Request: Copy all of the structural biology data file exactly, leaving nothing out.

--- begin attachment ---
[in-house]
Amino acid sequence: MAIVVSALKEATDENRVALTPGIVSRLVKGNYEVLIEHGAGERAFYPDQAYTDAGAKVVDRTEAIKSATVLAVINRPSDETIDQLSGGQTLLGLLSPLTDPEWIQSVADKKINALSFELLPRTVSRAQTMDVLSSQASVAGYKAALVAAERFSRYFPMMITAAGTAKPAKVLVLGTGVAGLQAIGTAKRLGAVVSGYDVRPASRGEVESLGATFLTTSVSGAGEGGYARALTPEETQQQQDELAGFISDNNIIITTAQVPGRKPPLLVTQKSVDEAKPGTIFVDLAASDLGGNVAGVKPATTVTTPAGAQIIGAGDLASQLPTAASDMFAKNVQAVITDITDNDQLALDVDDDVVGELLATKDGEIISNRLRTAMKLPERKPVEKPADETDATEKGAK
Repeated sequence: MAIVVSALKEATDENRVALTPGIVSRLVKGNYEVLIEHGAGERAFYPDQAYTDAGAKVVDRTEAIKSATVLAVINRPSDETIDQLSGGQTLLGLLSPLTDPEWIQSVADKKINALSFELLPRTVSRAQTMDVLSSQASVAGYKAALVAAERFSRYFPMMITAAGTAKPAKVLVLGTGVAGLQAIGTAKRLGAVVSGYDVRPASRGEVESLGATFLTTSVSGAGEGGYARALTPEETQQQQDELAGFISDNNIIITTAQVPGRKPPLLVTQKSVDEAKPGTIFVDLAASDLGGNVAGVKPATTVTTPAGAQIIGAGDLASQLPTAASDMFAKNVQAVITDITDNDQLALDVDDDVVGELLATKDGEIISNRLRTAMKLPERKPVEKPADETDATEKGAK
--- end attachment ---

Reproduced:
[in-house]
Amino acid sequence: MAIVVSALKEATDENRVALTPGIVSRLVKGNYEVLIEHGAGERAFYPDQAYTDAGAKVVDRTEAIKSATVLAVINRPSDETIDQLSGGQTLLGLLSPLTDPEWIQSVADKKINALSFELLPRTVSRAQTMDVLSSQASVAGYKAALVAAERFSRYFPMMITAAGTAKPAKVLVLGTGVAGLQAIGTAKRLGAVVSGYDVRPASRGEVESLGATFLTTSVSGAGEGGYARALTPEETQQQQDELAGFISDNNIIITTAQVPGRKPPLLVTQKSVDEAKPGTIFVDLAASDLGGNVAGVKPATTVTTPAGAQIIGAGDLASQLPTAASDMFAKNVQAVITDITDNDQLALDVDDDVVGELLATKDGEIISNRLRTAMKLPERKPVEKPADETDATEKGAK
Repeated sequence: MAIVVSALKEATDENRVALTPGIVSRLVKGNYEVLIEHGAGERAFYPDQAYTDAGAKVVDRTEAIKSATVLAVINRPSDETIDQLSGGQTLLGLLSPLTDPEWIQSVADKKINALSFELLPRTVSRAQTMDVLSSQASVAGYKAALVAAERFSRYFPMMITAAGTAKPAKVLVLGTGVAGLQAIGTAKRLGAVVSGYDVRPASRGEVESLGATFLTTSVSGAGEGGYARALTPEETQQQQDELAGFISDNNIIITTAQVPGRKPPLLVTQKSVDEAKPGTIFVDLAASDLGGNVAGVKPATTVTTPAGAQIIGAGDLASQLPTAASDMFAKNVQAVITDITDNDQLALDVDDDVVGELLATKDGEIISNRLRTAMKLPERKPVEKPADETDATEKGAK